This isn’t a long story (my edition clocked in at 197 pages). So, it focuses more on that one pivotal year than it does on a long family or local history. Still, Watson offers complex background on the Hayden family as well as on the town of Bentrock.

Montana 1948 tells the story of some terrible crimes, and of the impact they have on a family, and on a community. It also shows the effect of denial, and of the way it can be used to cover up some awful realities. It takes place in a distinct post-war, small-town atmosphere, and features a young boy who’s trying to make sense of it all. But what’s your view? Have you read Montana 1948? If you have, what elements do you see in it?

 
 
 

Coming Up On In The Spotlight

 

Monday 14 November/Tuesday, 15 November – The Eye of Jade – Diane Wei Liang

Monday, 21 November/Tuesday, 22 November – Rule 34 – Charles Stross

Monday, 28 November/Tuesday, 29 November – The Secret River – Kate Grenville

21 Comments

Filed under Larry Watson, Montana 1948

21 responses to “In The Spotlight: Larry Watson’s Montana 1948

  1. This sounds like a very unusual and powerful story, and the family tension surely adds to the overall effect. When was it written? I’m guessing not 1948, so it’s historical fiction in a sense?

    • The novel was published in 1993, Marina Sofia. So it’s historical in a sense. But it has ‘bookends’ that take place in contemporary times as the older David reflects. That said, though, the guts of the story take place in 1948. And yes, it is both unusual and powerful. It stayed with me after I read it, if I can put it that way.

  2. This sounds like a good story, Margot. I like to read about families and the secrets they keep.

  3. Col

    I thought I read this years ago, but reading your post isn’t bringing it back to me. I still have it in the tubs, maybe time to look or look again!

  4. Completely new to me but sounds great – Thanks Margot

  5. As you know, this is one of my favorite novels.

  6. This sounds fascinating, Margot! You were discussing small communities yesterday – this seems to be a perfect example of how that can be used to great effect. One for the wishlist, for sure!

    • You know, it’s funny, FictionFan. It must have been my subconscious working, because I hadn’t deliberately planned putting the two posts together. It did sort of work out that way on the surface. Must have been my brain trying to put things together. It is well, well worth the read, I think. It raises a lot of interesting questions and issues, and certainly gives a look at a small post-war US community.

  7. Terrific review of what sounds like an intriguing novel, Margot. Has Larry Watson written much else?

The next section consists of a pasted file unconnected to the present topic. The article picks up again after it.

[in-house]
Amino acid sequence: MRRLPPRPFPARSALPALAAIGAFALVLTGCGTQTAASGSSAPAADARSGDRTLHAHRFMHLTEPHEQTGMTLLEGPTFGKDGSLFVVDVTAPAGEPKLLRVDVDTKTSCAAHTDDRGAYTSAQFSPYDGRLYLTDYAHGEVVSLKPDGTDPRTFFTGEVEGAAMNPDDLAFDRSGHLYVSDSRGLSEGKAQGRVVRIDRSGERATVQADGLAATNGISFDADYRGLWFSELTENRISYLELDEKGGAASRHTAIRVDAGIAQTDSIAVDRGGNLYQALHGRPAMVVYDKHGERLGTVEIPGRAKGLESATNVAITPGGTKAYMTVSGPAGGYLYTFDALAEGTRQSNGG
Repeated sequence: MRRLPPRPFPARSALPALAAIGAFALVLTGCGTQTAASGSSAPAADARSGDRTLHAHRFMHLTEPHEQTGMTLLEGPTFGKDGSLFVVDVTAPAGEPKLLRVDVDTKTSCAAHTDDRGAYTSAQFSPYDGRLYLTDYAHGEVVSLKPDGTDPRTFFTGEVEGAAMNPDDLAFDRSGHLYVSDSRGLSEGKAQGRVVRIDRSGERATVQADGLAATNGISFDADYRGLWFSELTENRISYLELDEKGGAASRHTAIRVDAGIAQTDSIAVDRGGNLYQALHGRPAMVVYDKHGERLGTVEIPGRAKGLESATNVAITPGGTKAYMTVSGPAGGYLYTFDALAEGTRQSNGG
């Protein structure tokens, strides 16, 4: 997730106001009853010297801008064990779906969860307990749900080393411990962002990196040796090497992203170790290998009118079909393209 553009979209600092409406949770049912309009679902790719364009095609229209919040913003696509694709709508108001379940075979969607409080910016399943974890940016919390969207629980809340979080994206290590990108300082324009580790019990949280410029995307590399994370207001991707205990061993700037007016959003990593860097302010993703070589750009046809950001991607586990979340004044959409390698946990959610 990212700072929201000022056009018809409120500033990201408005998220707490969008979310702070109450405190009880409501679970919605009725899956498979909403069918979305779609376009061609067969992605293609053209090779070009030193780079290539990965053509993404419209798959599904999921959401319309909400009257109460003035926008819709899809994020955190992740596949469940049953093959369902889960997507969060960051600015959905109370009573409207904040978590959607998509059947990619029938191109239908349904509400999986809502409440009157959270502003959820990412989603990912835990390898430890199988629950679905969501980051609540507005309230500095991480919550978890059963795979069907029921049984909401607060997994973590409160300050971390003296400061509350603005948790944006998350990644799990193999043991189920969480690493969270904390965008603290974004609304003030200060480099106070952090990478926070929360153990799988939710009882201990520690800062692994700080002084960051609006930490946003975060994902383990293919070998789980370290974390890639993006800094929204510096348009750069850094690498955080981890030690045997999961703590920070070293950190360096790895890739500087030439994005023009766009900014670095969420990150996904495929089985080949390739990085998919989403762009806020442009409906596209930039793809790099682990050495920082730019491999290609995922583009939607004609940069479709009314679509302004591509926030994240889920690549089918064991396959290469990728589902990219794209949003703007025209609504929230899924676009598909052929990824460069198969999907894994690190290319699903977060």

8. This sounds like a very intriguing story, Margot. You’ve got me wondering how it turns out. From your spotlight, I can’t help but feel for Wesley being, as the old saying goes, between a rock and hard place when it comes to doing his job and sticking up for his brother. One thing you didn’t mention, what was the relationship like between the brothers before the incident happened?

    Thoughts in Progress
    MC Book Tours

    • Interesting question, Mason. The two brothers weren’t exactly close, close friends. But at the same time, there wasn’t specific animosity between them. What there was, was a lifetime of Frank being the preferred, if you will, of the two brothers. It makes for an interesting layer of tension. And Watson really does make you feel for Wesley’s impossible choice.

  9. I’ve not heard of this story but for a short one it sounds incredibly powerful and covers a lot of ground. Interesting that it isn’t billed as a crime novel but I suppose with the coming of age aspect and the family relationship angles there were lots of other points that maybe the publishers thought would appeal to the readers.

    • I thought that it was interesting it wasn’t billed as crime fiction, too, Cleo. A lot of people think of it as literary, and there’s definitely an argument for that. And, as you say, there were, I’m sure, publishing folks who thought that a focus on the family aspects, the coming-of-age aspect, and so on, would sell more books. It certainly packs a punch for short novel/novella. If you read it, I’ll be interested in what you think of it.

  10. I read this a good few years back, and yes, I remember it as a powerful book, hard to classify. Thanks for the reminder.

  11. Pingback: Writing Links in the 3s and 5…11/14/16 – Where Genres Collide